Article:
Theory:

The amount of substance is measure of the number of entities like atoms, molecules, ions, electrons or protons, etc., present in a substance.
Generally, the amount of substance is directly proportional to the number of atoms or molecules.
Example:
The ratio of the mass of a sample by its amount of substance is the molar mass, whose SI unit is kilograms (or, more usually, grams) per mole, which is about $$18.015$$ $$g/mol$$ for water,  $$55.845$$ $$g/mol$$ for iron.
$\mathit{Amount}\phantom{\rule{0.147em}{0ex}}\mathit{of}\phantom{\rule{0.147em}{0ex}}\mathit{substance}\phantom{\rule{0.147em}{0ex}}\propto \mathit{number}\phantom{\rule{0.147em}{0ex}}\mathit{of}\phantom{\rule{0.147em}{0ex}}\mathit{atoms}\phantom{\rule{0.147em}{0ex}}\mathit{or}\phantom{\rule{0.147em}{0ex}}\mathit{molecules}$.
Mole is a SI unit of  the amount of a substance, and it is denoted as 'mol'.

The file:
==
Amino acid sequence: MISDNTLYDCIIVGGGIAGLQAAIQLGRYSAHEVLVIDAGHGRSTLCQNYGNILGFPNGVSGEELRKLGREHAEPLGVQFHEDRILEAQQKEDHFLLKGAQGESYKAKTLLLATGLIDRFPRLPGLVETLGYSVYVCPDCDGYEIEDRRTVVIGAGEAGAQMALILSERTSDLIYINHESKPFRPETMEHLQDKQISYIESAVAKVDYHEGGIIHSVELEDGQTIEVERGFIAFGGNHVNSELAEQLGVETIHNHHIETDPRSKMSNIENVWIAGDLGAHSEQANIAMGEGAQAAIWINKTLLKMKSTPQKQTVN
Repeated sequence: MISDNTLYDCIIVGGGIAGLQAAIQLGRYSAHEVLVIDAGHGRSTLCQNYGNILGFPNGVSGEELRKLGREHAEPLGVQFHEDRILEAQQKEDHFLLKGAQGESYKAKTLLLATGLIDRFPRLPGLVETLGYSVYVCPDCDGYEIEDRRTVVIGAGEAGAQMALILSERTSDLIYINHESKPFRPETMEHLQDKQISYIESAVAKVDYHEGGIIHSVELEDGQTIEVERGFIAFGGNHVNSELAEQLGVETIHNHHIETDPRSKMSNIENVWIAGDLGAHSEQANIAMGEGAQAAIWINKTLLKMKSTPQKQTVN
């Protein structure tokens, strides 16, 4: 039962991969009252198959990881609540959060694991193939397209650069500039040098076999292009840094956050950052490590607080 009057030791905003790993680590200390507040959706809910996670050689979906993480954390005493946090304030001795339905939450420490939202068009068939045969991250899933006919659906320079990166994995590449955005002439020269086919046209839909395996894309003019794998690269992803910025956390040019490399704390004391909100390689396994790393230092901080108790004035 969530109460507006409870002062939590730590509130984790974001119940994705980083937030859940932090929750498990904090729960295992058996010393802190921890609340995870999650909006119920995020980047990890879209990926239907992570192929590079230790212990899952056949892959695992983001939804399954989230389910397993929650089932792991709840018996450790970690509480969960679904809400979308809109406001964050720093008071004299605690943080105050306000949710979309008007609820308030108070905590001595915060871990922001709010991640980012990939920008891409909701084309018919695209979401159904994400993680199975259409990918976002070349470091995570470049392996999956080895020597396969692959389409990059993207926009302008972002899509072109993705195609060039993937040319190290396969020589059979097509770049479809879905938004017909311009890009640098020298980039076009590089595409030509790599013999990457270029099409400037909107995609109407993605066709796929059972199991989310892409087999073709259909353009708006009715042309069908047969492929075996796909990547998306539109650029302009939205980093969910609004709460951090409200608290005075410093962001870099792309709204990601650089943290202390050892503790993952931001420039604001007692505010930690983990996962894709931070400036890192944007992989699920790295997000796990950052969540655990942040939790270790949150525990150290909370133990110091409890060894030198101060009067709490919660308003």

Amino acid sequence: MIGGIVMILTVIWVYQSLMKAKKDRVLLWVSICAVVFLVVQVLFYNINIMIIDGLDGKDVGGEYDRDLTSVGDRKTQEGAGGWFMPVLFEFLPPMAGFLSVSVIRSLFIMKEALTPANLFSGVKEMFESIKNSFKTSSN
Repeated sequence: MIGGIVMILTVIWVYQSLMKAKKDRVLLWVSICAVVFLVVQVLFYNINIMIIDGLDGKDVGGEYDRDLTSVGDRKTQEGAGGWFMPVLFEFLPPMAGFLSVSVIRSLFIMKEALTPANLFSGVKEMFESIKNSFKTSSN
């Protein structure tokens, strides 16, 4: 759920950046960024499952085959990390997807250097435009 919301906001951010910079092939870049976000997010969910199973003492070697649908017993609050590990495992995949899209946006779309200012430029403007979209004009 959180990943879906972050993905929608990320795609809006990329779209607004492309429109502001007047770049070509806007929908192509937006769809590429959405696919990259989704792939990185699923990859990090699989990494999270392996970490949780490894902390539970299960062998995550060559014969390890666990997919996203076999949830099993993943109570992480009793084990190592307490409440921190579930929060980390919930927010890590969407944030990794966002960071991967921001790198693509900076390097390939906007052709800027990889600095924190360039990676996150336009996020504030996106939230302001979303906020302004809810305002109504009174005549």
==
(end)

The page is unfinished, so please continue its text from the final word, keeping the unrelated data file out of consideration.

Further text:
Mole is defined as the amount of substance that contains a value of $$6.023 × 10^{23}$$, and its number is known as Avogadro number.
Luminous Intensity measures the power of the emitted light, by a light source in a particular direction, per unit solid angle.

Candela is an SI unit of luminous intensity, and it is denoted as 'cd'.
One candela is approximately equal to the light emitted from a wax candle. A common candle emits light with roughly $$1$$ $$cd$$ luminous intensity.
Photometer is a device used to measure luminous intensity.
Example:
Photometer is used in photography, soil testing, and the water industry.
Photometer